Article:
Social Capital in Britain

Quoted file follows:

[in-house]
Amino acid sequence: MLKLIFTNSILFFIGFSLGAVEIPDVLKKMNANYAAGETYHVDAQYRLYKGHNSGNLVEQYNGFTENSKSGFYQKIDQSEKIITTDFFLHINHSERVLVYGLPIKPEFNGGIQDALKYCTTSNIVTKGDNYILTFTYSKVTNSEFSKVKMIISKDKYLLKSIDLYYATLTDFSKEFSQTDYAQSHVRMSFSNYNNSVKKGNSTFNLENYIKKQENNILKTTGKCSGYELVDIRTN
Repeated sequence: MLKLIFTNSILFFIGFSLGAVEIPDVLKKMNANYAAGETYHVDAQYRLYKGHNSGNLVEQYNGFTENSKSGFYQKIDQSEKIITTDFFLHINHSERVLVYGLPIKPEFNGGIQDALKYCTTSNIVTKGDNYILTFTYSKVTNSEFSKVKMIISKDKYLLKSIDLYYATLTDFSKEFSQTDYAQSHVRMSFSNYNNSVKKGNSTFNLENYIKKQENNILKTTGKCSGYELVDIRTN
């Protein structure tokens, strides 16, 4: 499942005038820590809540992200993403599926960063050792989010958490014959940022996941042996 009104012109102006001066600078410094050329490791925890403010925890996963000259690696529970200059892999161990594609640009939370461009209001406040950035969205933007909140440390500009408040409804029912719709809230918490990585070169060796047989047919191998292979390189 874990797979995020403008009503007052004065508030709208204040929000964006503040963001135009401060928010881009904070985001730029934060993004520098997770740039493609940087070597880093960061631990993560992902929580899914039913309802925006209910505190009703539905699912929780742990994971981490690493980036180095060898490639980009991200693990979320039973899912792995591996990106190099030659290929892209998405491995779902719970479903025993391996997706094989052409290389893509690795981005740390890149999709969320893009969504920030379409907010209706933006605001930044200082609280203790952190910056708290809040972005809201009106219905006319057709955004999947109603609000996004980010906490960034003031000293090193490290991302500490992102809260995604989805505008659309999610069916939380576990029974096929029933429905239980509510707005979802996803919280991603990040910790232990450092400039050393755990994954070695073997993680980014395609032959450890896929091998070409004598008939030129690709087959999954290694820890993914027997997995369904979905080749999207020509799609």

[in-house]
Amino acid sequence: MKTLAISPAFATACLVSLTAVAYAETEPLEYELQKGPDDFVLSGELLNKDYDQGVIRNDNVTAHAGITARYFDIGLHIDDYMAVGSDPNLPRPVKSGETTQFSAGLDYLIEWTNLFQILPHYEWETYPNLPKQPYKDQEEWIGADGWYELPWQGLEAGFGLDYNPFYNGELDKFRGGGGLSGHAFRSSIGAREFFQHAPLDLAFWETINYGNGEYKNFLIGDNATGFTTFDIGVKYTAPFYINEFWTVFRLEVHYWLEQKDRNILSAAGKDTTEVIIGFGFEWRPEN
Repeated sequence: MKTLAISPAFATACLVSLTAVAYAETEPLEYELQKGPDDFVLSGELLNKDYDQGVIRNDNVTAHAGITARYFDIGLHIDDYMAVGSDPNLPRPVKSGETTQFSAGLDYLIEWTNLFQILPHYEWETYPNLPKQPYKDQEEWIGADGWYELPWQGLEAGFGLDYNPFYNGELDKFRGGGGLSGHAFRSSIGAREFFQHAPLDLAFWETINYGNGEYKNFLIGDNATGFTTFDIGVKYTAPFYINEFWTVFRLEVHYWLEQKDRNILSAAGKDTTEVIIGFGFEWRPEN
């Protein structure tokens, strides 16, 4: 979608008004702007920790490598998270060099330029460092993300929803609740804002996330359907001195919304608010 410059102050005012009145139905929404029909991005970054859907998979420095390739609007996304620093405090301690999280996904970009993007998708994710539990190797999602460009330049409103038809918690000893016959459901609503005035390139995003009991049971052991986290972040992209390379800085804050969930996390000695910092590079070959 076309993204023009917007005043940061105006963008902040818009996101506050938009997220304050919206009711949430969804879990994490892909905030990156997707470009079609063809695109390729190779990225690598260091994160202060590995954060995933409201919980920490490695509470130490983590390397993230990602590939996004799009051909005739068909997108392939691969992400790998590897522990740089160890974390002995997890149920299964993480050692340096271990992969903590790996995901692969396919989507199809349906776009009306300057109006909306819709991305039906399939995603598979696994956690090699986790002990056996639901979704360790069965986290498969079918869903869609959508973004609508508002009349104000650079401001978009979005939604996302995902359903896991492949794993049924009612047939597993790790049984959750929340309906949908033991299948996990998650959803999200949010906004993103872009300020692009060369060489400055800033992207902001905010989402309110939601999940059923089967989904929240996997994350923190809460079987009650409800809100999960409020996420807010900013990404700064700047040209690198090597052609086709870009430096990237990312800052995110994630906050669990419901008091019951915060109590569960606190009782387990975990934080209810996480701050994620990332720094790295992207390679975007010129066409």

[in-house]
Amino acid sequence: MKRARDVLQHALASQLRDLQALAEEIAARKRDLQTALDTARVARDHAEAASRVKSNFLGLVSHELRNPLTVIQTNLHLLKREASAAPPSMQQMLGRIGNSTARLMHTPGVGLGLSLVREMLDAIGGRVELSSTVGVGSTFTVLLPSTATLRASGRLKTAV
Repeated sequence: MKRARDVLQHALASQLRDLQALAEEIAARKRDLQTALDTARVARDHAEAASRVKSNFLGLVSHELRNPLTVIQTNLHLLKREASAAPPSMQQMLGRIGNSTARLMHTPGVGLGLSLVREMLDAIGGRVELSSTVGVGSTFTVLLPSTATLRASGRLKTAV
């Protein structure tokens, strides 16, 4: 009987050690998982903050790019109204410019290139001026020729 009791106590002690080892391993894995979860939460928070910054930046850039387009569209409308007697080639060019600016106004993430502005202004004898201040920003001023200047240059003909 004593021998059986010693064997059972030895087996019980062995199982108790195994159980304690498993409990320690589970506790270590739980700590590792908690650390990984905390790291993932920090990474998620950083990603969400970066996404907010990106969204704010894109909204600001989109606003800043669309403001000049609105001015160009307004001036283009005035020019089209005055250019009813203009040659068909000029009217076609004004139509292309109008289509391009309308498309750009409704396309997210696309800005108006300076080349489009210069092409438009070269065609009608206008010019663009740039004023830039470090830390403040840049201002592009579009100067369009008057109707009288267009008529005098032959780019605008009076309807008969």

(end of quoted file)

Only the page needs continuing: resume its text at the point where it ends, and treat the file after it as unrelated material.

In his influential 1999 article, ‘Social Capital in Britain', Peter Hall1 offers Britain as a counter-example to Robert Putnam's analysis of declining social capital in the United States. This article draws on subsequent data sets to update Hall's assessment of the levels of social capital in Britain. It offers a generally less optimistic appraisal. European Values Survey data for Britain indicates that the decline in social trust between 1990 and 1995 paralleled US figures, and that levels of social trust appeared to plateau between 1995 and 1999. The article argues that distributional issues are critical to the assessment of social capital in Britain, and that levels of both participation and trust show persistent and even growing splits by social class. It suggests that there are relevant influences which were not fully considered by Hall, such as the changing nature of associational life and the rise in income inequality during the 1980s. In order for Britain to enjoy robust levels of social capital, policies must address these social divisions. Furthermore, previously ignored arenas such as the workplace and opportunities presented by new communication technologies may be particularly fruitful for the future development of social networks and trust in Britain.
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